The US military has a number of hypersonic weapons programmes across the Navy, Army and Air Force, but most are still in a developmental phase and remain closely guarded secrets.
The only US hypersonic weapon known to have been successfully tested is the Air Force’s GM-183 ARRW, which is designed to be launched from a large bomber aircraft.
It then accelerates to hypersonic speeds using a supersonic combustion ramjet to strike targets within 1,000 miles.
The Navy’s submarine launched Long Range Hypersonic Weapon is expected to be operational by 2023 and will have a range of 1,725 miles.
Darpa, the US army’s scientific wing, recently announced successful tests of what it called a HAWC missile (Hypersonic Air-breathing Weapon Concept) but kept details such as range, speed and payload secret.
The missile uses oxygen in the atmosphere as part of its fuel – marking the first successful test of that class of weapon since 2013.
The engine works by compressing incoming air with hydrocarbon fuel to create a fast airflow mixture, one capable of reaching over 1,700 metres per second, or five times the speed of sound.
Test-launch of an ‘unstoppable’ Zircon nuclear-capable Mach 9 hypersonic missile from Russian’s Admiral Gorshkov frigate
Russia currently boasts the world’s most advanced hypersonic missile technology.
Putin in 2018 announced Moscow had developed a range of nuclear capable ‘Avangard’ hypersonic glide vehicles (HGVs) which can travel at Mach 20 – speeds in excess of 15,000mph – with an effective range of thousands of miles.
Russia’s conventional hypersonic missile, the Zircon, has an effective range of around 620 miles, but the missile flies below the atmosphere and uses fuel to power itself to hypersonic speeds, unlike the Avangard which uses the Earth’s orbit to reach exceptional speeds before gliding through the atmosphere and striking its target.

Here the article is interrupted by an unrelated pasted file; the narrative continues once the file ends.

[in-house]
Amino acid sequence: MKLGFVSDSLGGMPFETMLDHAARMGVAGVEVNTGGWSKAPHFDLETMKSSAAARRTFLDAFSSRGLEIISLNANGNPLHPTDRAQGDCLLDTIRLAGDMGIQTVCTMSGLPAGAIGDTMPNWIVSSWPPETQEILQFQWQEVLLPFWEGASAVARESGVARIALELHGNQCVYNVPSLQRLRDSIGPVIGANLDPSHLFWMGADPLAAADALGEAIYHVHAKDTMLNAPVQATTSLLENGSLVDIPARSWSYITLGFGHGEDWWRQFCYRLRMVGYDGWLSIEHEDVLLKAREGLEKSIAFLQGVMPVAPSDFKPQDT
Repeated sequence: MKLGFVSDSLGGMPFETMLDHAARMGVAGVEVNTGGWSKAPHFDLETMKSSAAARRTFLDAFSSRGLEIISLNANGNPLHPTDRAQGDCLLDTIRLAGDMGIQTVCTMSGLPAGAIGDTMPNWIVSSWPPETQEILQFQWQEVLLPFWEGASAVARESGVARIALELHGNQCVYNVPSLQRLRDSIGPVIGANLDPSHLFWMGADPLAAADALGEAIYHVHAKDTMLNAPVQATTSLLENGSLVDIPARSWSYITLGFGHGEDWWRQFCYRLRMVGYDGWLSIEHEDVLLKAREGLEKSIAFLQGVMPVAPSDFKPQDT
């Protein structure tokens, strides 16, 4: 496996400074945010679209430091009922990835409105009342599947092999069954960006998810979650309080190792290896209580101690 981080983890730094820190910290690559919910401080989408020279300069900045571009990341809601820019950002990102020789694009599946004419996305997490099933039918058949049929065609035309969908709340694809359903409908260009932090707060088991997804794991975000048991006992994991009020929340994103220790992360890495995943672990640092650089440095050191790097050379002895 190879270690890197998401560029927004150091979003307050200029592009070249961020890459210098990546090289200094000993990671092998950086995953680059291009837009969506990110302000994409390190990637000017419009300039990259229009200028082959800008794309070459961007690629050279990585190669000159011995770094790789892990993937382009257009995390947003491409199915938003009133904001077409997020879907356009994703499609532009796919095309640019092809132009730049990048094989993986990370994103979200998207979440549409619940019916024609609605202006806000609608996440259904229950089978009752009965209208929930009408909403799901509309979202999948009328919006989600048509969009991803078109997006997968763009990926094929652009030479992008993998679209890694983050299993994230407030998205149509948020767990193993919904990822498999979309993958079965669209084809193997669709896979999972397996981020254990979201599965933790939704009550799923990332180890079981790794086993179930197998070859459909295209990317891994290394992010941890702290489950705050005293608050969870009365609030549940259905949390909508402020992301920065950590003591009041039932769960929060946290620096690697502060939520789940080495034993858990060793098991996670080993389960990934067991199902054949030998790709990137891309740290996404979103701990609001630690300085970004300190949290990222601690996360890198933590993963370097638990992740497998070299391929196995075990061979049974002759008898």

Russia announced it has successfully test-fired the Zircon from a nuclear submarine for the first time earlier this year, when the 6,670mph weapon hit a target in the Barents Sea according to the Moscow defense ministry.
Russia’s armed forces had completed flight tests of the new-age missile from a frigate – the Admiral Gorshkov – and a coastal mount, and the missile is now expected to be deployed to Russia’s navy in the coming months.
Putin previously said the Zircon missile’s capabilities are ‘truly unparalleled anywhere in the world’.
Moscow is also known for its formidable ‘Satan II’ Sarmat intercontinental ballistic missiles, which can carry several nuclear warheads or can be used to deploy the Avangard HGVs over an effective range of 11,000 miles.
China launches its nuclear-capable, hypersonic nuclear missile DF-26 which ‘could reach US territory and sink aircraft carriers’ in a military drill
China last year reportedly tested a ‘Fractional Orbital Bombardment System’, or FOBS, developed to evade powerful US radar arrays and missile defence systems.
Missile defence systems work by detecting launches of ICBMs, tracking them into space, then firing at the warheads as they come down in the hope of blowing them up before they hit their targets.
This is possible because ICBMs and their warheads follow a predictable trajectory that rises high into space – making them relatively easy to spot and allowing defence crews to calculate where they are aimed so they can be shot out of the sky.
FOBS aim to negate these defenses by firing their warheads along a much-flatter trajectory – assisted by Earth’s gravity.
This means they pass under the scope of many radar detection arrays and are harder to track. It also makes the warheads much harder to shoot down because their trajectory is harder to calculate.
The use of orbit makes a warhead’s range potentially unlimited, meaning it can be fired at its target from any direction. This helps to avoid radar systems which generally point at a fixed spot in the sky – in America’s case, over the North Pole.
China in 2019 also unveiled a hypersonic medium-range missile, the DF-17, which has a maximum range of around 1,550 miles and is capable of achieving speeds of up to 7,680mph – or 10 times the speed of sound – while carrying a nuclear warhead.